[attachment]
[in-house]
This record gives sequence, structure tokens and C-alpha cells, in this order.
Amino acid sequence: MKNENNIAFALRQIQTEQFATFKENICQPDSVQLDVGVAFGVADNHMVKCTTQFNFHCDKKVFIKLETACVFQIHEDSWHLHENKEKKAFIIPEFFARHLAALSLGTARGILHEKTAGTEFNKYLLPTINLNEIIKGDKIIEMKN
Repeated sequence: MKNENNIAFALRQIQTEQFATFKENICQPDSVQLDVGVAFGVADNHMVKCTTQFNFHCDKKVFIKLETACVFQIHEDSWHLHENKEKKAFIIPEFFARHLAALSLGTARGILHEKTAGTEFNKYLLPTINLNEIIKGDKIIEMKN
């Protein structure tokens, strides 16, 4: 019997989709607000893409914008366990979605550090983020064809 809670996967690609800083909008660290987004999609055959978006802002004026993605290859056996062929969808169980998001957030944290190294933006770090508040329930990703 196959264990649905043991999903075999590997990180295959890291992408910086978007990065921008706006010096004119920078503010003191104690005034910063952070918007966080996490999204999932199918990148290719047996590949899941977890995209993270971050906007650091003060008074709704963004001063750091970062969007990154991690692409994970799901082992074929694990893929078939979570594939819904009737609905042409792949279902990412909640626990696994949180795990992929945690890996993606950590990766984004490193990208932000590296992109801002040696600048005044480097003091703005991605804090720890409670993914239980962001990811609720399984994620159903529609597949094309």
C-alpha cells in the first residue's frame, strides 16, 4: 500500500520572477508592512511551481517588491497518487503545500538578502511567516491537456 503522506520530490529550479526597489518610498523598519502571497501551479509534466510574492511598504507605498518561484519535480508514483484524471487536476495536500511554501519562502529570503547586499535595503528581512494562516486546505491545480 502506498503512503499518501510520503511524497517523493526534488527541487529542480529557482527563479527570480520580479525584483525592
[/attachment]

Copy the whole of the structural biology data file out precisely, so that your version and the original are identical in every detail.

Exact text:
[in-house]
This record gives sequence, structure tokens and C-alpha cells, in this order.
Amino acid sequence: MKNENNIAFALRQIQTEQFATFKENICQPDSVQLDVGVAFGVADNHMVKCTTQFNFHCDKKVFIKLETACVFQIHEDSWHLHENKEKKAFIIPEFFARHLAALSLGTARGILHEKTAGTEFNKYLLPTINLNEIIKGDKIIEMKN
Repeated sequence: MKNENNIAFALRQIQTEQFATFKENICQPDSVQLDVGVAFGVADNHMVKCTTQFNFHCDKKVFIKLETACVFQIHEDSWHLHENKEKKAFIIPEFFARHLAALSLGTARGILHEKTAGTEFNKYLLPTINLNEIIKGDKIIEMKN
């Protein structure tokens, strides 16, 4: 019997989709607000893409914008366990979605550090983020064809 809670996967690609800083909008660290987004999609055959978006802002004026993605290859056996062929969808169980998001957030944290190294933006770090508040329930990703 196959264990649905043991999903075999590997990180295959890291992408910086978007990065921008706006010096004119920078503010003191104690005034910063952070918007966080996490999204999932199918990148290719047996590949899941977890995209993270971050906007650091003060008074709704963004001063750091970062969007990154991690692409994970799901082992074929694990893929078939979570594939819904009737609905042409792949279902990412909640626990696994949180795990992929945690890996993606950590990766984004490193990208932000590296992109801002040696600048005044480097003091703005991605804090720890409670993914239980962001990811609720399984994620159903529609597949094309």
C-alpha cells in the first residue's frame, strides 16, 4: 500500500520572477508592512511551481517588491497518487503545500538578502511567516491537456 503522506520530490529550479526597489518610498523598519502571497501551479509534466510574492511598504507605498518561484519535480508514483484524471487536476495536500511554501519562502529570503547586499535595503528581512494562516486546505491545480 502506498503512503499518501510520503511524497517523493526534488527541487529542480529557482527563479527570480520580479525584483525592